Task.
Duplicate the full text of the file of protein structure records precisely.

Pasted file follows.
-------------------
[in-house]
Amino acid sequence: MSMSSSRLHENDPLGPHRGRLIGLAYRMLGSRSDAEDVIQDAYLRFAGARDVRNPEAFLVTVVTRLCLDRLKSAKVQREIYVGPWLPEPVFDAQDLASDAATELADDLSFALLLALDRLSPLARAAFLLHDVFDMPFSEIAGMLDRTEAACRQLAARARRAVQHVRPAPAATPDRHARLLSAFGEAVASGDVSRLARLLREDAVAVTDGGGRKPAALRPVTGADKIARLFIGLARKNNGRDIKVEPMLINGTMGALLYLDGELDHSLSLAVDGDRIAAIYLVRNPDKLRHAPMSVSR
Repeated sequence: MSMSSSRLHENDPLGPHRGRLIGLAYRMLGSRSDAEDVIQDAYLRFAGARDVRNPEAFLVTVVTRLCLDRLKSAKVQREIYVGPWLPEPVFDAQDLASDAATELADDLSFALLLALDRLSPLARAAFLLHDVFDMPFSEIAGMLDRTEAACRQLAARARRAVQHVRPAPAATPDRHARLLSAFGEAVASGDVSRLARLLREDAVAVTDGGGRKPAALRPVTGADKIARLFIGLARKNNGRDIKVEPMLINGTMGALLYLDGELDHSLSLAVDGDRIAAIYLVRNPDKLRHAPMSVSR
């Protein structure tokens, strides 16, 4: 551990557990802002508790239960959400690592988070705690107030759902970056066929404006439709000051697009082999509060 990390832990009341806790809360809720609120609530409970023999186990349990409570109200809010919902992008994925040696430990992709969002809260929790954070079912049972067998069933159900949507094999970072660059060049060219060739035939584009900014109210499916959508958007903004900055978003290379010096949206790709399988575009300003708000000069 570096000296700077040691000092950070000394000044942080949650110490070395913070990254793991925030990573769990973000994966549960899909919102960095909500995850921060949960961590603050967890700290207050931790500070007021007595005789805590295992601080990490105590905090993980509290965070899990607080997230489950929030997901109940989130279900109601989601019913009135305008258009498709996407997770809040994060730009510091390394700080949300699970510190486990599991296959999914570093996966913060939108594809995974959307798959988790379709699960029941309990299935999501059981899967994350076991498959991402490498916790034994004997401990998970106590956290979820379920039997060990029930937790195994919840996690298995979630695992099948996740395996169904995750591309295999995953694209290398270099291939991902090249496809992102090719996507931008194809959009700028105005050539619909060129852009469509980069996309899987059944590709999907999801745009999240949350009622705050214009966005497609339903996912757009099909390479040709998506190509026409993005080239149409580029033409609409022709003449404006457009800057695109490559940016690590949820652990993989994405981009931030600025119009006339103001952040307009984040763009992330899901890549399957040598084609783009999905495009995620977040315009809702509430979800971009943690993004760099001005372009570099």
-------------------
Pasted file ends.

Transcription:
[in-house]
Amino acid sequence: MSMSSSRLHENDPLGPHRGRLIGLAYRMLGSRSDAEDVIQDAYLRFAGARDVRNPEAFLVTVVTRLCLDRLKSAKVQREIYVGPWLPEPVFDAQDLASDAATELADDLSFALLLALDRLSPLARAAFLLHDVFDMPFSEIAGMLDRTEAACRQLAARARRAVQHVRPAPAATPDRHARLLSAFGEAVASGDVSRLARLLREDAVAVTDGGGRKPAALRPVTGADKIARLFIGLARKNNGRDIKVEPMLINGTMGALLYLDGELDHSLSLAVDGDRIAAIYLVRNPDKLRHAPMSVSR
Repeated sequence: MSMSSSRLHENDPLGPHRGRLIGLAYRMLGSRSDAEDVIQDAYLRFAGARDVRNPEAFLVTVVTRLCLDRLKSAKVQREIYVGPWLPEPVFDAQDLASDAATELADDLSFALLLALDRLSPLARAAFLLHDVFDMPFSEIAGMLDRTEAACRQLAARARRAVQHVRPAPAATPDRHARLLSAFGEAVASGDVSRLARLLREDAVAVTDGGGRKPAALRPVTGADKIARLFIGLARKNNGRDIKVEPMLINGTMGALLYLDGELDHSLSLAVDGDRIAAIYLVRNPDKLRHAPMSVSR
């Protein structure tokens, strides 16, 4: 551990557990802002508790239960959400690592988070705690107030759902970056066929404006439709000051697009082999509060 990390832990009341806790809360809720609120609530409970023999186990349990409570109200809010919902992008994925040696430990992709969002809260929790954070079912049972067998069933159900949507094999970072660059060049060219060739035939584009900014109210499916959508958007903004900055978003290379010096949206790709399988575009300003708000000069 570096000296700077040691000092950070000394000044942080949650110490070395913070990254793991925030990573769990973000994966549960899909919102960095909500995850921060949960961590603050967890700290207050931790500070007021007595005789805590295992601080990490105590905090993980509290965070899990607080997230489950929030997901109940989130279900109601989601019913009135305008258009498709996407997770809040994060730009510091390394700080949300699970510190486990599991296959999914570093996966913060939108594809995974959307798959988790379709699960029941309990299935999501059981899967994350076991498959991402490498916790034994004997401990998970106590956290979820379920039997060990029930937790195994919840996690298995979630695992099948996740395996169904995750591309295999995953694209290398270099291939991902090249496809992102090719996507931008194809959009700028105005050539619909060129852009469509980069996309899987059944590709999907999801745009999240949350009622705050214009966005497609339903996912757009099909390479040709998506190509026409993005080239149409580029033409609409022709003449404006457009800057695109490559940016690590949820652990993989994405981009931030600025119009006339103001952040307009984040763009992330899901890549399957040598084609783009999905495009995620977040315009809702509430979800971009943690993004760099001005372009570099």